Outer Banks Beach Safety Tips
A trip to the Outer Banks' beautiful beaches is an enjoyable and memorable experience for many visitors and families. Whether you’re going swimming, sailing or surfing, taking strolls in the sand or laying out to catch some sun, or participating in any of the many other activities at our coastal attractions, we want your time at the beach to be as safe as it is fun.
Current TV has produced several quick Beach Hazard PSA videos for beach safety on the Outer Banks of North Carolina. Here, you will learn how to love the beach, while respecting the ocean. We provide hints and tips for staying safe and informing others of this lifesaving knowledge.
Here are some tips and resources to help you stay safe and also WATCH THESE BEACH SAFETY VIDEOS.
1. Exposure to the Sun
Enjoying the sunshine means also being aware of the dangers of prolonged exposure to the sun. Proper and regular application of sunscreen to exposed skin will help protect your skin from sunburn and sun damage. Remember to reapply sunscreen every time you get out of the water and use a water-resistant broad-spectrum sunscreen with SPF 30 or higher. Seek shade during the warmest parts of the day when the rays are strongest from 10AM-3PM. Lastly dress to block the sun; sunglasses, wide-brimmed hats, long sleeves and pants will lower the risk of a serious sunburn.
2. Rip Currents
Rip currents are channeled currents of water that flow away from the shore, and can quickly pull even the strongest swimmers out to sea. Since the current flows underwater, it’s important to know the signs of a rip current and avoid the water in that area.
According to the National Oceanic and Atmospheric Administration (NOAA), indicators of rip currents include:
- A channel of churning, choppy water.
- Notable differences in water color.
- Lines of foam, seaweed, or debris moving steadily seaward.
- A break in the incoming wave pattern.
Check the National Weather Service Surf Zone Forecasts for the latest rip current, high and low tide and surf height information. You’ll want to check the Outer Banks regional forecast.
Flags on public beaches also indicate rip current alerts: green for low hazard and calm conditions, yellow for medium hazard with moderate surf conditions, and red for high hazard with rough conditions indicating rip currents. Be sure to look for flags on lifeguard stations and read the sign keys when arriving at the beach.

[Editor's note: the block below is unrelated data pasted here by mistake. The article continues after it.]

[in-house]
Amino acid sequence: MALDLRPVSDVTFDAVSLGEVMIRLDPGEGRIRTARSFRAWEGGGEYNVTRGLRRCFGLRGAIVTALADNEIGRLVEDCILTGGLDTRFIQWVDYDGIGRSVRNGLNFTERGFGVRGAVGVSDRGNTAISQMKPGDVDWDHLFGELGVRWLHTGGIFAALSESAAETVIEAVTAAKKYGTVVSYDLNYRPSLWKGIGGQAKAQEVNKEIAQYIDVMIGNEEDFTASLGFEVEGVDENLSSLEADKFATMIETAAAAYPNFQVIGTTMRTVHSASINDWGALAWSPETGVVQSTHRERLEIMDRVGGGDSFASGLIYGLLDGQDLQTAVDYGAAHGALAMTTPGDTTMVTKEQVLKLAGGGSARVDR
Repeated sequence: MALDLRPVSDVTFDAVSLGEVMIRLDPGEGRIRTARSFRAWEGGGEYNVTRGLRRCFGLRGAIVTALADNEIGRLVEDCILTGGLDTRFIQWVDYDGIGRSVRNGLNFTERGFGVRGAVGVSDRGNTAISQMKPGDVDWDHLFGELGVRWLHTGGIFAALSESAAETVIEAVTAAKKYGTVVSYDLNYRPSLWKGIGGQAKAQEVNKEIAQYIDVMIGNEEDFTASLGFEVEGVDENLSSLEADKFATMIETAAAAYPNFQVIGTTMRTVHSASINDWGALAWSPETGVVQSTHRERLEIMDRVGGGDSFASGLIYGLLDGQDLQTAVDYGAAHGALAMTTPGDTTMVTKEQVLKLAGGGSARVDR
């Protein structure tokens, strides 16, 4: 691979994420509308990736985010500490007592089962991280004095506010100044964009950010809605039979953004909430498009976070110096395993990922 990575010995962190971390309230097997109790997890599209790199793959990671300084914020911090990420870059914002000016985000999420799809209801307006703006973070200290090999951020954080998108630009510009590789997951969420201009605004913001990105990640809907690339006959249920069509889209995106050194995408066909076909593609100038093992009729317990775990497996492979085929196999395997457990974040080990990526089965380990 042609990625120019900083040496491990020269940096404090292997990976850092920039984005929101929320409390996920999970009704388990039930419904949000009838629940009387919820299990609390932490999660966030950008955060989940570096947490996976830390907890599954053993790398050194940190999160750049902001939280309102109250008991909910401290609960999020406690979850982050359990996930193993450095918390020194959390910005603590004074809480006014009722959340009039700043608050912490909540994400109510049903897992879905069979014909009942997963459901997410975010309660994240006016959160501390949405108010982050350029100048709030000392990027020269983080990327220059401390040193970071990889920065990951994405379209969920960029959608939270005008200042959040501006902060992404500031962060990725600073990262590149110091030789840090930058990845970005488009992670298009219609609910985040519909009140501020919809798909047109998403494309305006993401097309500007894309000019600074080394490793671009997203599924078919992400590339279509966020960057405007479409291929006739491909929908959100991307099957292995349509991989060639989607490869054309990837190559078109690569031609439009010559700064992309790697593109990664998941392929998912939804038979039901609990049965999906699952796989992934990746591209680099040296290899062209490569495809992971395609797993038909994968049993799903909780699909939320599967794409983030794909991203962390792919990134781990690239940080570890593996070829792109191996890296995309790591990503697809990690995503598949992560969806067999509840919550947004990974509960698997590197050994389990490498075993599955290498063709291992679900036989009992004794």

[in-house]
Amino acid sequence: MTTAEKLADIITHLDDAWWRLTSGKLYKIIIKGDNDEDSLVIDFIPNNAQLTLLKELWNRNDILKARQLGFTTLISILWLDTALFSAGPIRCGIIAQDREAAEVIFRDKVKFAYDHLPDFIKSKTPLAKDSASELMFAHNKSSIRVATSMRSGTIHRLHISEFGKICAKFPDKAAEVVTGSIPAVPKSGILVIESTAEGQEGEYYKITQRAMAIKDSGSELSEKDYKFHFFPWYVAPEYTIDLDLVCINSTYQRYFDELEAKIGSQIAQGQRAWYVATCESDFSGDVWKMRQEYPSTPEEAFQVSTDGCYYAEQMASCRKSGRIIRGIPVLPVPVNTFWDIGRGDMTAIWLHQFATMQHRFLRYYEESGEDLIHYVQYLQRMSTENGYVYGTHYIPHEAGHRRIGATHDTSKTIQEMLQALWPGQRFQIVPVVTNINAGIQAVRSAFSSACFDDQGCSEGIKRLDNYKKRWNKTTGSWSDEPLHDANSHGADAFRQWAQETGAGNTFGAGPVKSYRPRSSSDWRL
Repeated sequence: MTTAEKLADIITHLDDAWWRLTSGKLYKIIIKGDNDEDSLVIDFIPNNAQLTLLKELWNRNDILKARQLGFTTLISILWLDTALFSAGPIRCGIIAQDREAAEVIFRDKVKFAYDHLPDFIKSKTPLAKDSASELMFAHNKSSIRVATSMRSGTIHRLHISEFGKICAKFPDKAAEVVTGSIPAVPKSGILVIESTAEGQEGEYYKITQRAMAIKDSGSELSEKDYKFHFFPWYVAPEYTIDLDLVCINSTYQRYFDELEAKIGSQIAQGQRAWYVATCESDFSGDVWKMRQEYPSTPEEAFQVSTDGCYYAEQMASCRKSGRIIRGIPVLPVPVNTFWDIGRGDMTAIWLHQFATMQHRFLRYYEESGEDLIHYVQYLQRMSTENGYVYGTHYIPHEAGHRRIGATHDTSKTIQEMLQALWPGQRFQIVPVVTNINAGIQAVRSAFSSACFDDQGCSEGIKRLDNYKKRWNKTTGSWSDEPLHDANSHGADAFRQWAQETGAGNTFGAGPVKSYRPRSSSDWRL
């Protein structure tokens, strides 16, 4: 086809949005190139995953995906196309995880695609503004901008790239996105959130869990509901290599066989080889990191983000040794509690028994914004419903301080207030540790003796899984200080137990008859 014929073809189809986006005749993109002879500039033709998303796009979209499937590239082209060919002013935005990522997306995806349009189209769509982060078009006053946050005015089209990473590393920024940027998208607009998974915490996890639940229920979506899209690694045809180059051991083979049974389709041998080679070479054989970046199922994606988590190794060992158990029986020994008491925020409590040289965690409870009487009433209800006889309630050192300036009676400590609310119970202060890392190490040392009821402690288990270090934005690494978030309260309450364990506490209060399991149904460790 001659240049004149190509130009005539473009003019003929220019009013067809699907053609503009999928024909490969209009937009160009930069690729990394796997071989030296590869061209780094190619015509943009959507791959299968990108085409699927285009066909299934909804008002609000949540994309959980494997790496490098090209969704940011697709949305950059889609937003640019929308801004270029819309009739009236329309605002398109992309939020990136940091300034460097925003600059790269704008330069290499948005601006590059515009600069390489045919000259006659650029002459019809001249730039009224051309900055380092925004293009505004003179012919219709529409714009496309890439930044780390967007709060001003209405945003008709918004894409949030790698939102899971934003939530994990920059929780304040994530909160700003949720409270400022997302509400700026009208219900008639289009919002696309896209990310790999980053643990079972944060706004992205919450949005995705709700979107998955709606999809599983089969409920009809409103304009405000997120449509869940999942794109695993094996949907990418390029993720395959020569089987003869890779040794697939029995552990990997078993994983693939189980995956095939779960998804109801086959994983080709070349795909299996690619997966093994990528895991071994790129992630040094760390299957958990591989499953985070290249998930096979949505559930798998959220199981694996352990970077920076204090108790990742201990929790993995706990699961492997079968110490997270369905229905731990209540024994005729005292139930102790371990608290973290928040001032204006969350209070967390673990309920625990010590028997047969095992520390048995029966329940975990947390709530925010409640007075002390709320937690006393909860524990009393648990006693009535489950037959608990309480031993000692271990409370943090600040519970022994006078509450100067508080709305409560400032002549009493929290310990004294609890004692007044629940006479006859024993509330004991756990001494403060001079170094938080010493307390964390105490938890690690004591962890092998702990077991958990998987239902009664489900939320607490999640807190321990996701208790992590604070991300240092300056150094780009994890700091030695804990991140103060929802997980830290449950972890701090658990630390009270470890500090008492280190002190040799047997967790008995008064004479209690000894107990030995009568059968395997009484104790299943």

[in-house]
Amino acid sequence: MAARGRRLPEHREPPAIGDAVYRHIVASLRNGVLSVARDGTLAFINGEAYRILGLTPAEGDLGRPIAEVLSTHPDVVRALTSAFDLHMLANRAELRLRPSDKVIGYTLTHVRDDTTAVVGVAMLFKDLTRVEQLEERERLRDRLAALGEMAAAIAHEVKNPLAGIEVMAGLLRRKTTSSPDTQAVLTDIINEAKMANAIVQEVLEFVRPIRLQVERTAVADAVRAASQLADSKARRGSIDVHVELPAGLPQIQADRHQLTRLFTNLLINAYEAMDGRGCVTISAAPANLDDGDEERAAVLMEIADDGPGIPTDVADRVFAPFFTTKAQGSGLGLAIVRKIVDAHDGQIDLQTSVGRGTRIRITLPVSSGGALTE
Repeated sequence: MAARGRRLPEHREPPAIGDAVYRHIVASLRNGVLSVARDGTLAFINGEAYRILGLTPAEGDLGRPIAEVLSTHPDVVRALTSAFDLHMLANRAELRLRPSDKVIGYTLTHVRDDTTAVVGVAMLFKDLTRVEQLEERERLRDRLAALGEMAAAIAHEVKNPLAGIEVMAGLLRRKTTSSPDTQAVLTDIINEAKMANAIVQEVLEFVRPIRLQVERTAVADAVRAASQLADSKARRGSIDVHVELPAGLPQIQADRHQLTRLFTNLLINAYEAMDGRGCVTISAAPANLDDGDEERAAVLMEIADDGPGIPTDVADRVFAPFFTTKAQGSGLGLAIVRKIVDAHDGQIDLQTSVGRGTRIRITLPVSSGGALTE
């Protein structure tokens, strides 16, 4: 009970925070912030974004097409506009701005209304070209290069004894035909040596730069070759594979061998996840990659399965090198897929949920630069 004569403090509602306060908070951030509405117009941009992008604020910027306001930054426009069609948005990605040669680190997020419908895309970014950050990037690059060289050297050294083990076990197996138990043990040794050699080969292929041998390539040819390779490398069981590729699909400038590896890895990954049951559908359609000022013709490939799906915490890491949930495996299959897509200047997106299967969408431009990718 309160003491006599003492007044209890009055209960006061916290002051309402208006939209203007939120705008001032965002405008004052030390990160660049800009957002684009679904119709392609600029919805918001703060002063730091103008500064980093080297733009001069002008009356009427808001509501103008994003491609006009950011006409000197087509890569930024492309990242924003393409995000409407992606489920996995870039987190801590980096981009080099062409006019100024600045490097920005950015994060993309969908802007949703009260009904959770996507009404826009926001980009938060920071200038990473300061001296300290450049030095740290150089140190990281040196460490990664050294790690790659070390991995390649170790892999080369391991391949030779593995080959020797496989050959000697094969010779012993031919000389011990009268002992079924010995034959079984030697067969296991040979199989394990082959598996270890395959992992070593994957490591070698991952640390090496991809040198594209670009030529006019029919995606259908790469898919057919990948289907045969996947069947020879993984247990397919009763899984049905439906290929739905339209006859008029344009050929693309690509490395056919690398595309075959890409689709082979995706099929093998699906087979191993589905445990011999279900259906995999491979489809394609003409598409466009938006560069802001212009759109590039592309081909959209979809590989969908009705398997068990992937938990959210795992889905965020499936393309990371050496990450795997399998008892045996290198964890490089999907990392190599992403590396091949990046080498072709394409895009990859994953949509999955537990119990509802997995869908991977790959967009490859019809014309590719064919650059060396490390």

If you see warning signs of rip currents or moderate or high hazard flags, stay out of the water and alert others to do the same. If caught in a rip current, you should stay calm to conserve energy and allow yourself to think clearly. Don’t try to fight the current. Instead, swim out in a direction following the shoreline and swim toward shore once you’re out of the current.
3. Beach Warning Flags
Watch for flags posted at many beach access sites signifying water conditions.
4. Lifeguarded Beaches
The Outer Banks welcomes several million guests annually and many of these people enjoy our shores and waters. For travelers who prefer swimming on beaches with lifeguard stations, please consult this chart.
Jellyfish and Portuguese man o’ war stings are best avoided by staying aware of beach surroundings. In the case of a sting, it should be treated quickly.
Jellyfish have clear, jellylike bodies, with tentacles with stinging structures hanging below, and swim underwater. The Portuguese man o’ war has a colorful air-filled bladder that keeps it afloat on the surface of the water, with tentacles stretching underneath. If you spot either, stay calm, get out of the water, and alert others.
Both inject venom when they sting, and can sting even after they’re dead, so avoid touching those washed up on the beach. Common sting symptoms include red welts, blisters, pain, tingling, and itching. To treat a sting:
- Wear gloves or other hand covering to remove tentacles.
- Wash the affected area with vinegar or rubbing alcohol.
- Do not rinse with water, which could release more venom.
- Contact a lifeguard or doctor for further treatment as needed.
7. Severe Weather/Hurricanes
Be attentive to any weather-related watches or warnings issued by the National Weather Service or local authorities, and follow carefully any precautionary directions or evacuation notices from public safety officials. When thunderstorms or lightning threaten, seek cover promptly in a large enclosed building, or if not possible, an enclosed metal vehicle. The National Weather Service recommends waiting 30 minutes until after the last thunder crack before returning to the beach. You can always get the latest on tropical storm forecasts from the National Hurricane Center.